My 10-year-old daughter joined me in the shop Sunday. I wasn’t her first choice, though: she’d done her chores in the house, wasn’t in a TV-watching mood, and none of her friends were around to play. So she decided to see what kind of help Dad needed.
She enjoys coming out when I’m wrapping up for the day, grabbing the big dust collector hose and sucking up all the sawdust. (The tidiness gene came from her mother.) But I wasn’t wrapping up, I was just getting started. “Anything I can do, Dad?” she said. I looked around and told her she could organize my scrap bin. She dug right in, sorting and restacking everything neatly while I set up the router table for some cuts. When she finished, she donned her hearing muffs, and ran the remote for the dust collector while watching me round over the edges of the drawer fronts for my shop cabinet. “That’s pretty neat,” she said, “Loud, though.”
This was more time than she’d ever spent in my shop. The noise, even with her muffs, usually drives her out. And she seemed unusually interested in what I was doing. I showed her how to sand the drawer fronts, giving extra attention to the end grain. She was curious about how the sandpaper made the wood smooth, so I explained how it works the way an emery board works on her fingernails. While we worked, she asked about my cabinet, and what was in it.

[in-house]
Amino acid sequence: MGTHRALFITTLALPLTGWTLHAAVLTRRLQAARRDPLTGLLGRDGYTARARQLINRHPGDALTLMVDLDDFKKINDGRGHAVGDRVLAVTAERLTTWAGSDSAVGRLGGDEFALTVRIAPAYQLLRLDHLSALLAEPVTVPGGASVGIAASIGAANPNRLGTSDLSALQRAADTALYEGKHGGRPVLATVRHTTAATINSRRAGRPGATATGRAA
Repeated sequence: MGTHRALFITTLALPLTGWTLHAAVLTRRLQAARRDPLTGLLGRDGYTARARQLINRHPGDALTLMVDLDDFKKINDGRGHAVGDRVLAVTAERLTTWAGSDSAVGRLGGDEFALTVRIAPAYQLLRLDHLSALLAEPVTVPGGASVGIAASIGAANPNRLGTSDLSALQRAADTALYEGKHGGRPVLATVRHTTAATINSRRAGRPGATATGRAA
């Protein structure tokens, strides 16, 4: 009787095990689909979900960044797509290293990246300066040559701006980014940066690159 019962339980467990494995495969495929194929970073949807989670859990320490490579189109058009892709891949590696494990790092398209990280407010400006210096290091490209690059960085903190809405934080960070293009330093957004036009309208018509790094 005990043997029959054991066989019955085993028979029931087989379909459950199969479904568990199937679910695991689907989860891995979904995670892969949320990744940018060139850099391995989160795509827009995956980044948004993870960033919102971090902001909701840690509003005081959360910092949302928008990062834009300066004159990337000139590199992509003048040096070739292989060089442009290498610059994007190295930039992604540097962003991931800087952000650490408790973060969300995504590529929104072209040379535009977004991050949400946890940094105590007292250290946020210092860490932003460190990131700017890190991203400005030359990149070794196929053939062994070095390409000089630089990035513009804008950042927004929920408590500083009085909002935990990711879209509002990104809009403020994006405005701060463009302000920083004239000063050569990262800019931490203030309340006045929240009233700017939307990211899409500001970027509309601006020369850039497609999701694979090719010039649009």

With the sanding done, I sent her to the basement to get the primer and a couple of brushes. She spread out a dropcloth on the bench, ran back in to put on a painting shirt, and came back with her hair in a ponytail, ready to paint. As we brushed, she asked what primer was for, so I explained how it helps paint stick to wood. She sang along to songs on the radio and we talked about some of her favorite songs. Then we washed out our brushes, rounded up Mom, and headed to the pumpkin patch.
Later in the day, she and I returned to put the first coat of paint on the pieces. And of course, she grabbed the big dust collector hose and sucked up all the sawdust. Here are the drawer fronts and pulls.
That evening as we carved our pumpkins, I let her run my cordless drill to make eyes and nostrils for our jack-o’-lanterns. She wondered what all the buttons and numbers were for, so I explained about the forward and reverse, the clutch and speeds.
I don’t know whether she’ll show any further interest in woodworking or not. It doesn’t really matter if she remembers our day in the shop next month, or next year, or ever. I will.